ON April 28, the family of missing activist Jonas Burgos commemorated his nine years of disappearance, which is believed to be politically motivated.
Another administration is almost over but the family does not see any concrete action from the government to make him surface or even investigate the matter.
“If we’ve found Arroyo guilty, then how can we say that President Aquino is not part of the state’s cover-up of the crime?” JL Burgos, the victim’s brother, said.
The Burgos family is not alone in seeking answers from the government on what have been taken in response to the enforced disappearances in the country.
The United Nations Committee against Torture recently urged the Philippine government to explain the cases of desaparecidos during the Convention against Torture and other Cruel, Inhuman or Degrading Treatment or Punishment at The Palais Wilson, in Geneva, Switzerland.
“What measures have been taken in response to the enforced disappearances of Sherlyn Cadapan, Karen Empeño, Manuel Merino, and Jonas Burgos in 2006-2007, following the publication of a report by the Commission on Human Rights and decision of the Supreme Court in 2011 suggesting that military personnel were responsible?” read part of the 40 issues raised by the committee.
It urged the Philippines to provide with updated information on any ongoing investigation or prosecution, and the outcome of any trial, including the rank of those prosecuted, the charges against them, and any sentences handed down.
While this publication was not able to get the specific response of the government on the issue, Department of the Interior and Local Government (DILG) Undersecretary Peter Irving Corvera, who headed the Philippine delegation, assured that the country has been addressing incidents of human rights abuses with “seriousness and firm resolve.”
He said that the current administration “will leave a legacy of laws and institutional mechanisms imbued with a clear resolve to promote, protect, and fulfill the human rights of its constituents.”
“The Philippines adheres to the principle of inclusive participation in human rights promotion and protection, particularly as regards the anti-torture campaign.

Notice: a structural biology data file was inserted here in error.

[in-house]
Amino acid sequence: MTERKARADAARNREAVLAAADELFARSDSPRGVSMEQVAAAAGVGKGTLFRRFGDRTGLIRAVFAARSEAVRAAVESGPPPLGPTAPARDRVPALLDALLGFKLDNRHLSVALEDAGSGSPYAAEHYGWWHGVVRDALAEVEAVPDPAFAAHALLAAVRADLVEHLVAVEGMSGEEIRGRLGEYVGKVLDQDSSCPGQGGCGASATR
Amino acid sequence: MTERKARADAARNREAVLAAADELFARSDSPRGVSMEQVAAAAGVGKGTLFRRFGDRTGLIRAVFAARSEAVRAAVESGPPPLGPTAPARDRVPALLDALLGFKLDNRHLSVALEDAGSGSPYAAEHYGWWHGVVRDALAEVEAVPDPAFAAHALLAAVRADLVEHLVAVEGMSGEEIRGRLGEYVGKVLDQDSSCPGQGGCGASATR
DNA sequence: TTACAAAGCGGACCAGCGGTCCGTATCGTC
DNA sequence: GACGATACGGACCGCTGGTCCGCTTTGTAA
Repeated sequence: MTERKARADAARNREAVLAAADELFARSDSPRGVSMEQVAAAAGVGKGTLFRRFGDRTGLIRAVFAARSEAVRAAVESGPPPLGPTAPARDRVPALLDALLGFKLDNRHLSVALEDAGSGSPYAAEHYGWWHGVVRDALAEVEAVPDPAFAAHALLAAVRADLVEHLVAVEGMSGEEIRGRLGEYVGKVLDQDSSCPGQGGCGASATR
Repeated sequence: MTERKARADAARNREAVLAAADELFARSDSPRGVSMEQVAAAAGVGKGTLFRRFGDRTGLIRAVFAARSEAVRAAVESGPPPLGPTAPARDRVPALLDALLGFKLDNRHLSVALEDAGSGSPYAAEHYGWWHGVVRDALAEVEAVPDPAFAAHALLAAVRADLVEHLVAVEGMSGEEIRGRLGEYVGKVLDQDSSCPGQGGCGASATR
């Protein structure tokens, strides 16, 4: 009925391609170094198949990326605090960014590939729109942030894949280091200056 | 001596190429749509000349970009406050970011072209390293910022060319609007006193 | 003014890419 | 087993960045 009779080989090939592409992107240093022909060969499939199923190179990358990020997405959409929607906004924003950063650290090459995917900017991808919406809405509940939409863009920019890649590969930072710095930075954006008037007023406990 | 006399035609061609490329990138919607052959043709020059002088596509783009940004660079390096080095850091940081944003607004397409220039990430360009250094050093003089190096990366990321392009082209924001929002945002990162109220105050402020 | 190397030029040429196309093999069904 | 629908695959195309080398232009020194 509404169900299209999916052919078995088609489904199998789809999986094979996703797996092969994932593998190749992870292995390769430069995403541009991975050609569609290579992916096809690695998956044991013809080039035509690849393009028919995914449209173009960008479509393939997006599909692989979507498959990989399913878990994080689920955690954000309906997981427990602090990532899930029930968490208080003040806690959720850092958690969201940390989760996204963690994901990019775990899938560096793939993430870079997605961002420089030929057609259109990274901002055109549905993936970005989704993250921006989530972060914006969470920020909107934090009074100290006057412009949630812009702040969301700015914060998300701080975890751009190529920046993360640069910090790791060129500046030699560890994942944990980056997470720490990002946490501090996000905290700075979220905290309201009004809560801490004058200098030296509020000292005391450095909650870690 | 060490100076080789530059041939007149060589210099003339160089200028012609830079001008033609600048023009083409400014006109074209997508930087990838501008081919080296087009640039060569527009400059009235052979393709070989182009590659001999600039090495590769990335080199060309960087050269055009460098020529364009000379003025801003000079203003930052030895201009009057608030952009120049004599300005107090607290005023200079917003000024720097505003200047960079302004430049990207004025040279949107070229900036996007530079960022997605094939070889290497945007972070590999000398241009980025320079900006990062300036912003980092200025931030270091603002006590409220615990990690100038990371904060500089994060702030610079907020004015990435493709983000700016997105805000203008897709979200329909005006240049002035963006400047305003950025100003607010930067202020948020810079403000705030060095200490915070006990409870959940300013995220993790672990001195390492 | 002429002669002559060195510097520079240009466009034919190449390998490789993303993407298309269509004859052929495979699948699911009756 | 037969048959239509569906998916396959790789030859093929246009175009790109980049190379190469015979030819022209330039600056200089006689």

“It would interest the committee to know that the implementing rules and regulations of the anti-torture law was crafted by a team composed of government and NGO-CSO representatives after a number of national consultative meetings that were conducted and which were widely participated in by State prosecutors, law enforcement agencies and military personnel, as well as NGOs, CSOs and other stakeholders,” Corvera said.
He noted that the Philippines’ anti-torture campaign has been hailed as model by no less than the ASEAN Inter-governmental Commission on Human Rights, and by one of the leading anti-torture organizations in the world, the Association for the Prevention of Torture, in Geneva.
“The Philippines, through its current legal and institutional mechanisms, addresses incidents of torture and ill-treatment with seriousness and firm resolve,” Corvera said. “With the number of torture cases surfacing and being documented, the Philippines acknowledges that human rights advocacy in this regard has to be further pursued because the State abides by the adage that one case of human rights violation is simply one case too many.”
Unconvinced, the Burgos family pointed out that Aquino even promoted Maj. Gen. Eduardo Año as chief of the Intelligence Service of the Armed Forces of the Philippines, despite his link to the disappearance as commanding general of the Philippine Army.
The family could only wish that the next administration “will not be part of the continuing cover-up.”
“The Burgos family challenges the next President to bring the perpetrators to justice and bring Jonas back home,” they said.
Corvera admitted that there is still a need to legislate new laws that will further strengthen human rights advocacy.
But despite the change of administration, he said, Aquino’s human-rights agenda will serve as a template for the State’s legislative to continually move along this direction. MICHAEL JOE T. DELIZO